I hate to say that once you have a struggle you always will, but it has definitely been the truth in my case. I can feel when its coming. The tears come uncontrollably and often out of out no where. I start forgetting things, picking fights with my husband over nothing and wanting to lay in bed all day. Things like eating and taking a shower become optional. But after almost ten years of living with this struggle the signs are becoming more apparent to me, and I have the strength and gumption to identify them and own them. Owning your life, and all that comes along with it, are so important to living your life well. Whatever it may be, you have to take ownership of it. Being a victim of your depression and anxiety is no way to live and I won't stand for it for myself anymore.
My recent experiences have shown me that I don't have time for people that contribute to that depression and anxiety. And people who continually send you into a downward spiral...whether that be online or in person, deserve no place in your life. Holding on to them desperately because of the guilt you think you'll have by cutting them out of your life is nothing in comparison to the anxiety you will keep inside you by keeping them there. And once you own and acknowledge that truth, and let go of all the sadness over having to make a tough decision, a literal weight is lifted.
My more sensitive, people please, non-confrontational personality can be a good or bad thing. But isn't that true of most of our personality traits? I'll avoid confrontation at my own peril. And its not good for the person that you are avoiding it with, or yourself. Pretending you have no issues instead of being upfront and honest with them (whatever your reasons are) isn't fair to them or you. So what do you do? Here's what I do for myself.....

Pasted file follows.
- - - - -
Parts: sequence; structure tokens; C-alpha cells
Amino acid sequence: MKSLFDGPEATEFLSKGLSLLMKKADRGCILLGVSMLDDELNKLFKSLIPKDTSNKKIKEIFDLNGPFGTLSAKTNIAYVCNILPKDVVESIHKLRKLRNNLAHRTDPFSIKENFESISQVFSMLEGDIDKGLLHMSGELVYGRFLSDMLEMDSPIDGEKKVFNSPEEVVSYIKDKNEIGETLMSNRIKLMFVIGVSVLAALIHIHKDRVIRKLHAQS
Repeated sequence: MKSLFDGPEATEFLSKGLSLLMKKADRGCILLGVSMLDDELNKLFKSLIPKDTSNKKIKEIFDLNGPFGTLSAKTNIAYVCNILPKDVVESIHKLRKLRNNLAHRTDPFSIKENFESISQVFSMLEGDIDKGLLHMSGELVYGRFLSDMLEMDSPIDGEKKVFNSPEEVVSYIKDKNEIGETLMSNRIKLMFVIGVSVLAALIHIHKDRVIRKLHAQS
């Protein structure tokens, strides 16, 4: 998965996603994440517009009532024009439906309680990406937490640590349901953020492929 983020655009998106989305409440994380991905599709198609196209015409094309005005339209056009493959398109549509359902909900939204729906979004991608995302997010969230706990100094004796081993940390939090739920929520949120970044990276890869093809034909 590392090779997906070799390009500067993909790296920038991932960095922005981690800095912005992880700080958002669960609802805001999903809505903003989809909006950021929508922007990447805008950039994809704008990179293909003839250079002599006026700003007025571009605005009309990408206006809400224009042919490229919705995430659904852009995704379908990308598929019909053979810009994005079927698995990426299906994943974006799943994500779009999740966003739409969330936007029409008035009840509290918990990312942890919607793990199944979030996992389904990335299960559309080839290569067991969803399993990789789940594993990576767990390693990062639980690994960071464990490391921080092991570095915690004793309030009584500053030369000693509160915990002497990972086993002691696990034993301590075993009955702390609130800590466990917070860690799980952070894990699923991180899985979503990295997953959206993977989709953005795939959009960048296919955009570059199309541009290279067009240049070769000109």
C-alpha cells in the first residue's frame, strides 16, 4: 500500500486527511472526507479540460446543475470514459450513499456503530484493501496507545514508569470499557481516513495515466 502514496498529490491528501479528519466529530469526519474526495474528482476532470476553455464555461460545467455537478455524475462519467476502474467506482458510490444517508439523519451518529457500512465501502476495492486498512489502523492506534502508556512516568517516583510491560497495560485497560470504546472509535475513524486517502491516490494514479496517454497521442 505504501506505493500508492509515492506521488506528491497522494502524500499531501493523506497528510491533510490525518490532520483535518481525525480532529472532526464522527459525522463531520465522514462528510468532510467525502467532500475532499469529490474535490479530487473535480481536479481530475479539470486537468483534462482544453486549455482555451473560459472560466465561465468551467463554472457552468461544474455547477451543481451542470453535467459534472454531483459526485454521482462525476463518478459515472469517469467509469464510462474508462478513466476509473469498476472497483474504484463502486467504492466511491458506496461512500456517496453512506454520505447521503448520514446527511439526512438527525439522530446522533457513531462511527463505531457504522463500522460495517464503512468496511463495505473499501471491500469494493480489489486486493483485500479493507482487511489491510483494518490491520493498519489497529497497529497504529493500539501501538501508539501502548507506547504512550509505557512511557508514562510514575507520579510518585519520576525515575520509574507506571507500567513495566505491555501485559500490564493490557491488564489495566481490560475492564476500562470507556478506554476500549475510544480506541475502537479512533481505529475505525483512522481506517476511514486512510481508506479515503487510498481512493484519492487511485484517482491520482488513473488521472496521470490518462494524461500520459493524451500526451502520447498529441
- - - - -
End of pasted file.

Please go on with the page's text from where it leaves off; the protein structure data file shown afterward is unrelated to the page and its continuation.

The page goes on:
1) Talk immediately to my husband or a designated friend ~ find your person that can help keep you centered. Someone that lets you vent that anxiety out and won't judge you. Whether it is depression caused by a medical issue, pregnancy, or triggered by a life event it doesn't matter. You have to be able to safely talk about it.
2) Don't wallow or cut yourself off ~ Usually when I'm sad I want to snuggle up and watch a movie and stay all snuggly. But when I'm going through something like this that is the very last thing I should be doing. Get up and get out! Take a walk, sit outside and read a book, go walk around somewhere.
3) Pray ~ When I'm struggling this is where I go. I usually take a deep breath and start praying wherever I am. Last time I felt it hit me and we were on our way someone. Hubby just started praying for me in the car.
4) Don't be afraid to see a doctor - This is so attached to the stigma of depression and anxiety. Whatever is happening, don't be afraid to go see a doctor, counselor, get some medication or whatever it is that you need. Sometimes you can't handle it alone. This last time around, it was definitely an particular event that triggered it for me and I was able, with my hubby and friends, and my own strength put the breaks on it before it went out of control. However, three times in my life I have gone on medication and was able to eventually stop taking it. I'm a huge believer in medication. Sometimes your brain needs a reset to get over the hump. I have never had a struggle with becoming addicted or having a relapse the moment that I stopped taking it. And while I know everyone's experience is different, and I am NOT a doctor, I want to be the voice that stands up and says "DON'T BE ASHAMED!!!"
Are you struggling? Don't be ashamed of that and own it!
I'm always here to hear your stories. If you want to be a voice for people suffering please email me or leave a comment. The more voices the less the stigma has a chance to grab hold and get louder.